If you want a place to host your video entry try using OSU's media website. Log in to that website, and you can upload your video recording there. You can also create a webcam recording right from the site. Make sure to mark your video as unlisted and get the URL of the video for the entry form.


  • Dr. José Reyes, NuScale
  • Sara Gelser, Oregon State Senator
  • Francisco Guerro-Bolano, 2015 3MT winner
  • You! (attendees vote for the People's Choice Award)

Examples and Resources

3MT finalist at Oregon State University in 2016

Winning the 3MT requires a connection with the audience and judges. One way to do this is by thinking about your project as a narrative, with a beginning, rising action, climax, and resolution. Classic storytelling techniques, combined with an attractive graphic or image, could put you on top this year. Remember, you will be presenting to a non-specialist audience, not at a technical conference.

Want to learn more? Join us on March 16 for an informational session that will include tips from past 3MT participants.

Here are some websites and examples to get your inspired.

Past winners

OSU 2016 winner Andrew Brereton

Rules and Judging Criteria

Vintage chairs


  • Participation is open to any enrolled graduate student who is nearing the completion of their degree. Any scholarly work conducted for a thesis, dissertation or final project is acceptable for presentation. Graduates are not eligible.
  • A single static PowerPoint slide is permitted. No slide transitions, animations or 'movement' of any kind allowed. The slide is shown from the beginning of the oration.
  • No additional electronic media (e.g. sound and video files) are permitted.
  • No additional props (e.g. costumes, musical instruments, laboratory equipment) are permitted.
  • Presentations are limited to 3 minutes maximum and competitors exceeding 3 minutes are disqualified.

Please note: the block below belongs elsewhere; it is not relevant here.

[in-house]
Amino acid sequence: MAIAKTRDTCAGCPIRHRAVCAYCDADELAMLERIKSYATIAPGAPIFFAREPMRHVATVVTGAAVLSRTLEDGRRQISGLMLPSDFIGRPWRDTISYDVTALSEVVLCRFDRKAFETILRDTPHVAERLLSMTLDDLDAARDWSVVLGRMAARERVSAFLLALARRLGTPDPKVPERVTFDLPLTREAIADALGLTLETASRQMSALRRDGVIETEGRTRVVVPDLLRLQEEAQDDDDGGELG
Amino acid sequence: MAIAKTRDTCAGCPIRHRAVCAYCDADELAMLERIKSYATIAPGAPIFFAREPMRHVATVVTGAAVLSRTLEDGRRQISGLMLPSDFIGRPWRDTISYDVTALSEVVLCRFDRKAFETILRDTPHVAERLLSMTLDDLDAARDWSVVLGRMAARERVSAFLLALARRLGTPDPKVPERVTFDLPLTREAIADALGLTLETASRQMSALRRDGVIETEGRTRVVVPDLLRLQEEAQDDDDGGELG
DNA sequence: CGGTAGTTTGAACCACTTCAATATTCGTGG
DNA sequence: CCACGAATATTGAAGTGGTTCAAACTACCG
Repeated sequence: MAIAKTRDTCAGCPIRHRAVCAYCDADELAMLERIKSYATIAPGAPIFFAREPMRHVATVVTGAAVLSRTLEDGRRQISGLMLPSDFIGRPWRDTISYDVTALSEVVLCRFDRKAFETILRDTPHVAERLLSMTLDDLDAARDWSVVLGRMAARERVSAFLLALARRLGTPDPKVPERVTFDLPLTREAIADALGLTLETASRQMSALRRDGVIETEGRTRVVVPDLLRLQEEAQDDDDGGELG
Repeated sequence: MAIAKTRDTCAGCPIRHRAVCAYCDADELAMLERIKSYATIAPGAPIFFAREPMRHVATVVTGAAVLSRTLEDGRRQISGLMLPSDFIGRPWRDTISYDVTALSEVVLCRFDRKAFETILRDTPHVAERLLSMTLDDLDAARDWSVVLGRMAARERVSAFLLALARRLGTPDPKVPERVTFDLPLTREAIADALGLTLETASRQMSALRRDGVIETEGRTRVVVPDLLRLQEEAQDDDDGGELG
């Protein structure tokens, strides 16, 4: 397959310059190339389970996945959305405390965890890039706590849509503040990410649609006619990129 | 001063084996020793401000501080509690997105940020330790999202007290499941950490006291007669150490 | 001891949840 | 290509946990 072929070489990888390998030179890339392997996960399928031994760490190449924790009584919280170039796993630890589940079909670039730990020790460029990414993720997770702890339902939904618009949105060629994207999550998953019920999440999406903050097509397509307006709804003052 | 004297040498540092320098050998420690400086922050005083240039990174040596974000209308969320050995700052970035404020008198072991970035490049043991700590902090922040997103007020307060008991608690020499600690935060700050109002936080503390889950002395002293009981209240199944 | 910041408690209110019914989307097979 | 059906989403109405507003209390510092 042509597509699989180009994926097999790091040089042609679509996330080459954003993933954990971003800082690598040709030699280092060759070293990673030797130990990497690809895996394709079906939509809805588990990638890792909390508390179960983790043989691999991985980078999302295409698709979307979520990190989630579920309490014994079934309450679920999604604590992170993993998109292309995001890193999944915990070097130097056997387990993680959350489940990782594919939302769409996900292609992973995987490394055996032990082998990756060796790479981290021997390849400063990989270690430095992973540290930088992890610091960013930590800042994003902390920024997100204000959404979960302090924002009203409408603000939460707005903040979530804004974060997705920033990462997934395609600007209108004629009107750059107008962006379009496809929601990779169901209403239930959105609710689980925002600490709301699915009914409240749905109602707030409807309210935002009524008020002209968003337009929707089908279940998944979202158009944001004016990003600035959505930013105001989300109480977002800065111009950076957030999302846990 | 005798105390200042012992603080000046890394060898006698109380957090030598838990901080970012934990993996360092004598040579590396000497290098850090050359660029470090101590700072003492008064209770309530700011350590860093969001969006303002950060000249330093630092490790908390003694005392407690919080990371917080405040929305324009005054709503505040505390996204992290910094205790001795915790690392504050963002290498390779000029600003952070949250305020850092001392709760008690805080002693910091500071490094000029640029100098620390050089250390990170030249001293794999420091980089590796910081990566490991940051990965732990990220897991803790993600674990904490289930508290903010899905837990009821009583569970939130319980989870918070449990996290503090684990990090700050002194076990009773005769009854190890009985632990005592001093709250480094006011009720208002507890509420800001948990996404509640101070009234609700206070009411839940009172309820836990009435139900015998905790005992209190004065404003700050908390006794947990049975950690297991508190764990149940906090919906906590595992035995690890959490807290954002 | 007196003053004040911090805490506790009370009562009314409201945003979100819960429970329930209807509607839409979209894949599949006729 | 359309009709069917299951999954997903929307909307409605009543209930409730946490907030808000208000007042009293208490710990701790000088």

• Presentations are to be spoken word (e.g. no poems, raps or songs).
  • Presentations are to commence from the stage.
  • Presentations are considered to have commenced when a presenter starts their presentation by advancing from the title slide to the presentation slide.
  • The decision of the adjudicating panel is final.

Judging Criteria

At every level of the competition, each competitor will be assessed on the three judging criteria listed below.  Please note that each criterion is equally weighted and has an emphasis on audience.


  • Did the presentation provide an understanding of the background to the research question being addressed and its significance?
  • Did the presentation clearly describe the key results of the research including conclusions and outcomes?
  • Did the presentation follow a clear and logical sequence?


  • Did the oration make the audience want to know more?
  • Was the presenter careful not to trivialize or generalize their research?
  • Did the presenter convey the enthusiasm for their research?
  • Did the presenter capture and maintain their audience's attention?


  • Was the thesis topic, key results and research significance and outcomes communicated in language appropriate to a non-specialist audience?
  • Did the speaker avoid scientific jargon, explain terminology and provide adequate background information to illustrate points?
  • Did the speaker have sufficient stage presence, eye contact and vocal range; maintain a steady pace, and have a confident stance?
  • Did the presenter spend adequate time on each element of their presentation - or did they elaborate for too long on one aspect or was the presentation rushed?
  • Did the PowerPoint slide enhance the presentation - was it clear, legible, and concise?